Taiwan: Setback for pro-independence party

Issue 

The chance of President Chen Shui-bian's pro-independence Democratic Progressive Party (DPP) holding on to its ruling party position in the March 22 presidential poll is in serious doubt after his party suffered a major defeat in the January 12 parliamentary election.

The recent election was the first since Taiwan changed its system from having each electorate represented by multiple seats to one based on a single seat only. This slashed the number of parliamentary seats from 225 to 113, disadvantaging minor parties while favouring powerful local interests.

In the 2001 and 2004 parliamentary polls, the two elections since Chen won the presidency in 2000, DPP and its "pan-Green" allies managed to secure 100 and 101 seats respectively in the 225-seat parliament while opposition
Kuomintang (KMT) and its "pan-Blue" allies won a slim majority of 115 and 114 seats.

In the January 12 poll, the DPP won only 27 seats in the 113-seat parliament while the KMT secured a landslide 81 seats. Shortly before the poll, Chen expected his party to win about 50 seats.

The results give the KMT 72% of the seats in its own right. It also wiped out the DPP's allies, and reduced the DPP seat share to only 24%, although the DPP received 38% of all votes cast.

Two referendums were piggybacked onto the January 12 poll, but only 26% of eligible voters took part in them, as compared to 59% turnout in the parliamentary poll itself. Both referendums were declared invalid as participation fell far short of the 50% minimum required.

One referendum sought to recover the assets that the KMT was alleged to have appropriated from public coffers during its five decades of mostly military rule that ended in 2000. The second referendum sought to crack down on government corruption. The KMT campaigned strongly against the first.

To boost support for the DPP's candidate in the March presidential poll among the pro-independence supporters, Chen floated the idea of including as part of the presidential poll a referendum that endorses the island's bid to seek readmission into the United Nations under the formal name of "Taiwan", rather than "the Republic of China" (ROC).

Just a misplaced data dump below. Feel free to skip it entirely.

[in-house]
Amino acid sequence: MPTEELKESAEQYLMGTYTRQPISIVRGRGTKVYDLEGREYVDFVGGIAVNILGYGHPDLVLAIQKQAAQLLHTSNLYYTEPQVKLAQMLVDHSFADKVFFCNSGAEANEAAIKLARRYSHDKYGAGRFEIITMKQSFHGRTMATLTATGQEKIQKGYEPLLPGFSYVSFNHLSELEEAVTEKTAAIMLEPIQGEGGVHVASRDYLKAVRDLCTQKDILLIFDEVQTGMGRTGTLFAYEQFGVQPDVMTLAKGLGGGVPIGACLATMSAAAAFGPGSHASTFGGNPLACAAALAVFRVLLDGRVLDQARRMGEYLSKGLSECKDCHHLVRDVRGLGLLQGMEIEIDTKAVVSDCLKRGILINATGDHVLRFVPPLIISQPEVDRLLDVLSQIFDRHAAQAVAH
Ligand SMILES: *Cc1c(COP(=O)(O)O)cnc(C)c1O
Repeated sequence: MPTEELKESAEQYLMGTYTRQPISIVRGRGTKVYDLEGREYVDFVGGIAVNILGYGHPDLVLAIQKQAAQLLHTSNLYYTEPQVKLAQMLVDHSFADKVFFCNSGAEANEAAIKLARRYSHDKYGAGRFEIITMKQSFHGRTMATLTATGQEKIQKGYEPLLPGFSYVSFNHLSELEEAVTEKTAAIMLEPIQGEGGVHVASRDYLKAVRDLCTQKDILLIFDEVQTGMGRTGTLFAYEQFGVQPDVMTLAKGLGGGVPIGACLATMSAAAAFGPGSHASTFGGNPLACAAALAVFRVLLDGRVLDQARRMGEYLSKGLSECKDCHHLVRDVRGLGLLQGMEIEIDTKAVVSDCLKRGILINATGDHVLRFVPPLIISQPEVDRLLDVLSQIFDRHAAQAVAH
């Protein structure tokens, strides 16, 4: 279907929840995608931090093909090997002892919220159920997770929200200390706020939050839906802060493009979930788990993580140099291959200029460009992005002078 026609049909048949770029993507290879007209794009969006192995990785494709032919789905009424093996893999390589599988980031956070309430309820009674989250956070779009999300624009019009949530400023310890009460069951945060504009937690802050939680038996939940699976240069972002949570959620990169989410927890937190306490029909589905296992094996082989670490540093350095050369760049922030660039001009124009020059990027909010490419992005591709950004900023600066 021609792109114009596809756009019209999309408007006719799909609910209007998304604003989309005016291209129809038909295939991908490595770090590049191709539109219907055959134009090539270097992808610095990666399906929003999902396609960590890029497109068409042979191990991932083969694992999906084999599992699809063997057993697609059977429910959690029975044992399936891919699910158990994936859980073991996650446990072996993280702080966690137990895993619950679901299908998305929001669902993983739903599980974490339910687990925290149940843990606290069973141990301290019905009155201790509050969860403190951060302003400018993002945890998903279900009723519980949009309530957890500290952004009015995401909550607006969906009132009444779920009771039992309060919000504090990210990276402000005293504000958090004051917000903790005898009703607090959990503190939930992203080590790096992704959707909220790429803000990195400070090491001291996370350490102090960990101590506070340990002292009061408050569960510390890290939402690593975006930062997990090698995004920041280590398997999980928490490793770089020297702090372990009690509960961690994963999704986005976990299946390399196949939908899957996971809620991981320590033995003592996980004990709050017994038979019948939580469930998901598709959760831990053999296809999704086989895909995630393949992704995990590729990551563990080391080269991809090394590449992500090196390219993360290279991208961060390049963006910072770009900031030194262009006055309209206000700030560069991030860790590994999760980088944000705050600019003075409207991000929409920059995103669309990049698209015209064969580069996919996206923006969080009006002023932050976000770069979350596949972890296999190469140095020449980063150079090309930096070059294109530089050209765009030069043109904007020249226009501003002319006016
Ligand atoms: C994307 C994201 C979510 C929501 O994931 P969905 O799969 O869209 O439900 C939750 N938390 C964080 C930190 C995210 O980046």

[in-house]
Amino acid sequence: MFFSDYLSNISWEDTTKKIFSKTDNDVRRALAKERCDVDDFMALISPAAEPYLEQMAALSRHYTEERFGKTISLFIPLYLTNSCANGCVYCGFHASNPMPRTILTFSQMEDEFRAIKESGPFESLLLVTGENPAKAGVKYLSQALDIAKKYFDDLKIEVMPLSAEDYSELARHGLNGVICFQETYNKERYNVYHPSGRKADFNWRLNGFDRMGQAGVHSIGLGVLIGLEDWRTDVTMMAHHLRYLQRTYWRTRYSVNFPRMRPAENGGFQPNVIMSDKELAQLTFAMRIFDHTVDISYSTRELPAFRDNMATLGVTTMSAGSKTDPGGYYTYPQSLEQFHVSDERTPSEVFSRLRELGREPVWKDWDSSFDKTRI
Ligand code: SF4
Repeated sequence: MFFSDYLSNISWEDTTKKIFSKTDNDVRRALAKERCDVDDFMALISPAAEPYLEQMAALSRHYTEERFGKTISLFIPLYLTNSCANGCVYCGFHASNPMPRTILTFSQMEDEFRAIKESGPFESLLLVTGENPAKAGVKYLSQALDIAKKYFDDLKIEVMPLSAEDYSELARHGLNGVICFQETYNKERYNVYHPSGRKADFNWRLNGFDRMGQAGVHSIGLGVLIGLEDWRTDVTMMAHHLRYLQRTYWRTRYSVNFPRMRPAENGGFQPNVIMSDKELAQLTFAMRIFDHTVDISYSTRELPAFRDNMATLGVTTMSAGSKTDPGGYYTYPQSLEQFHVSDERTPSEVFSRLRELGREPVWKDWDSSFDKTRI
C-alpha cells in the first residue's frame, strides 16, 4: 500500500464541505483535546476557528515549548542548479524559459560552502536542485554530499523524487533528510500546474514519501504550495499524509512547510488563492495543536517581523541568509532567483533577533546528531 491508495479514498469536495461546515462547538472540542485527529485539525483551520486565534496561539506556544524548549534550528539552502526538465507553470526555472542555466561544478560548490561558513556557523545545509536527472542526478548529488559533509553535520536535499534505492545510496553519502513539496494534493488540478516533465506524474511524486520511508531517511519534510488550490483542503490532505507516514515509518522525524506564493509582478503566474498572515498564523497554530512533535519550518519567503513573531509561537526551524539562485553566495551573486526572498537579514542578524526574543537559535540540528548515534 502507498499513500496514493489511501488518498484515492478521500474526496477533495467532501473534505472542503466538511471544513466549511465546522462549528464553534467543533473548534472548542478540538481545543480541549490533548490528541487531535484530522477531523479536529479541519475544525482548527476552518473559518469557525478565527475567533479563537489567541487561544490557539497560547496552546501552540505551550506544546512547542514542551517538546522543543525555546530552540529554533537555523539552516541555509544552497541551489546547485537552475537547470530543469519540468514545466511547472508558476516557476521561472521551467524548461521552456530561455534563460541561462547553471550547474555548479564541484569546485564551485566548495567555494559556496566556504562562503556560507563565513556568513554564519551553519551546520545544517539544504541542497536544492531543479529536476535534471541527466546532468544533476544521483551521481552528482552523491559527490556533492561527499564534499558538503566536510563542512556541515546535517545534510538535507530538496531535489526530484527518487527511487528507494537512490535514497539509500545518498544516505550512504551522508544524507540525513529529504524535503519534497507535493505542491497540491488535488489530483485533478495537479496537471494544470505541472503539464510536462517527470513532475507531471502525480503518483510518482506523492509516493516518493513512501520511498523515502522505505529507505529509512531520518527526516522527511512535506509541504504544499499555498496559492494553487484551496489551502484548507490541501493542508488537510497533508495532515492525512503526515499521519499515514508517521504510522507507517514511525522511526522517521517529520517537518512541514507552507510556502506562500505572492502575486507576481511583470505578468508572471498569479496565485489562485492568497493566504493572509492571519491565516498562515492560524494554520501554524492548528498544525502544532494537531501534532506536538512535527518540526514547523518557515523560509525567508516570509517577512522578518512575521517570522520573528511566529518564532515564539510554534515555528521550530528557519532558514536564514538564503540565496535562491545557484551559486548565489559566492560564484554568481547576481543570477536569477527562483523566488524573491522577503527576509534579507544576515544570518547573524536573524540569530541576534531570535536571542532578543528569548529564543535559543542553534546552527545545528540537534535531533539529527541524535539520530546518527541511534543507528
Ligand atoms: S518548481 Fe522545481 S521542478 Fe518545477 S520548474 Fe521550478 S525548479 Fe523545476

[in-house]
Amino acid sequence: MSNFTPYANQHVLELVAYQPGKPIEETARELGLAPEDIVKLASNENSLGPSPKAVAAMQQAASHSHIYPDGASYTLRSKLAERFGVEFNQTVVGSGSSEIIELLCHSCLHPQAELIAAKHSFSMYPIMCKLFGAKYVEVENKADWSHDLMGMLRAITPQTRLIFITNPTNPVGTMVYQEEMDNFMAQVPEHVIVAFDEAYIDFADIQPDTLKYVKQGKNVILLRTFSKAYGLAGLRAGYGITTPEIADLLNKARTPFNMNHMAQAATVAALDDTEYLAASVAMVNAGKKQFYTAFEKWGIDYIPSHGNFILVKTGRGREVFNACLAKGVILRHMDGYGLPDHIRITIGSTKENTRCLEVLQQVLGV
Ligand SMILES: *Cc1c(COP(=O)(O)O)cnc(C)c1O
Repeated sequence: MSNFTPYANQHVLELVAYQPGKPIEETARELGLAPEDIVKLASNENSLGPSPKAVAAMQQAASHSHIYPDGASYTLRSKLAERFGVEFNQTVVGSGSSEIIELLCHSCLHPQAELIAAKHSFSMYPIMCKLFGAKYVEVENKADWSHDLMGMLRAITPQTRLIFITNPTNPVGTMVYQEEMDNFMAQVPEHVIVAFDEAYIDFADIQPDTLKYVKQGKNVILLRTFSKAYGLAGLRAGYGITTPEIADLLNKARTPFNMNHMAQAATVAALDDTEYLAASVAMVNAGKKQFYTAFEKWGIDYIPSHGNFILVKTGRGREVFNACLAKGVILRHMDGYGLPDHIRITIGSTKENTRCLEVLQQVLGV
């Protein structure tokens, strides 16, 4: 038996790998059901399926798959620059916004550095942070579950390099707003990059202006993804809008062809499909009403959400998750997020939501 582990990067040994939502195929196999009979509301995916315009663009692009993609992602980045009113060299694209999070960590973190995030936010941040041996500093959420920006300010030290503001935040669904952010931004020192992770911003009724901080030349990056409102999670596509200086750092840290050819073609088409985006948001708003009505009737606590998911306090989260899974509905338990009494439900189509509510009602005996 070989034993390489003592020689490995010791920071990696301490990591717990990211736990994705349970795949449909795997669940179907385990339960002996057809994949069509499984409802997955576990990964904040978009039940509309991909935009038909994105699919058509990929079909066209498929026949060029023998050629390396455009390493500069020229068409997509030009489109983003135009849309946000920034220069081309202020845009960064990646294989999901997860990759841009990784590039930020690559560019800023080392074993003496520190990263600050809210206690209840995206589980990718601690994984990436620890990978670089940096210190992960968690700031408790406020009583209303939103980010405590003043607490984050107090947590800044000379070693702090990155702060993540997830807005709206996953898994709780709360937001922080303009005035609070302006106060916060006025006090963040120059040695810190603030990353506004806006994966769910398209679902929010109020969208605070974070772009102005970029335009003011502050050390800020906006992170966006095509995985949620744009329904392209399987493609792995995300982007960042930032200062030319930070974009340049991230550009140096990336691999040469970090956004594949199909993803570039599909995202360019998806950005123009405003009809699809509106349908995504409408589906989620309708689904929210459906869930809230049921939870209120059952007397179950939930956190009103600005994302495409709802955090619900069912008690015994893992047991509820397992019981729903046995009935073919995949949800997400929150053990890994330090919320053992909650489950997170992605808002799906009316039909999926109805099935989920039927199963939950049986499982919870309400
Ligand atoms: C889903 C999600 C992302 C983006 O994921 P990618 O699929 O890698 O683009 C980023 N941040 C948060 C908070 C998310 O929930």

While the civil war between the communist-led forces and pro-capitalist nationalist forces headed by the KMT in China was still raging in 1945, the US backed the KMT-headed government that had already shifted its base to Taiwan to become a founding member of the UN as the ROC. That UN seat was subsequently taken over by the People's Republic of China in 1971 when Washington switched its support to Beijing.

There's serious doubt whether the UN status referendum will go ahead. There's little doubt, however, that the DPP will still try to source support among the pro-independence voters as its winning edge in the March poll. The KMT and its pan-Blue allies favour Taiwan reunifying with mainland China.

Emile CJ Sheng, a political scientist at the Taipei-based Soochow University, told the January 14 Washington Post that the election result was "not an approval of the [the KMT] but [a] disapproval of President Chen Shui-bian, his style and his integrity".

In 2006, Chen faced a stubborn mass campaign that sought to oust him from the presidency sparked by embezzlement allegations targetting Chen's wife and close aides.

The article also quoted analysts as saying that most of the seats the KMT won were decided on pork-barrelling issues such as roads and irrigation projects. A January 15 Asia Times Online article even quoted KMT secretary general Wu Den-yih as saying that the new single-seat parliamentary voting system is a setback for democracy "because historical problems such as
vote-buying and the emergence of unprofessional legislators actually grew worse".

Chen's victory in 2000 signified a vote for change in Taiwan where the corrupt KMT ruled uninterruptedly since the 1940s, with martial-law rule ended only in 1987. But Chen's 8-year rule has left many voters disappointed, compounded by a struggling economy and the tainting of his perceived integrity credentials by the embezzlement scandals.

Throughout his 8-year rule, Chen has persistently complained that his hands were tied by the KMT-led campaigns in parliament to block his policy initiatives as well as the national budgets put forward by the cabinet that he appointed.

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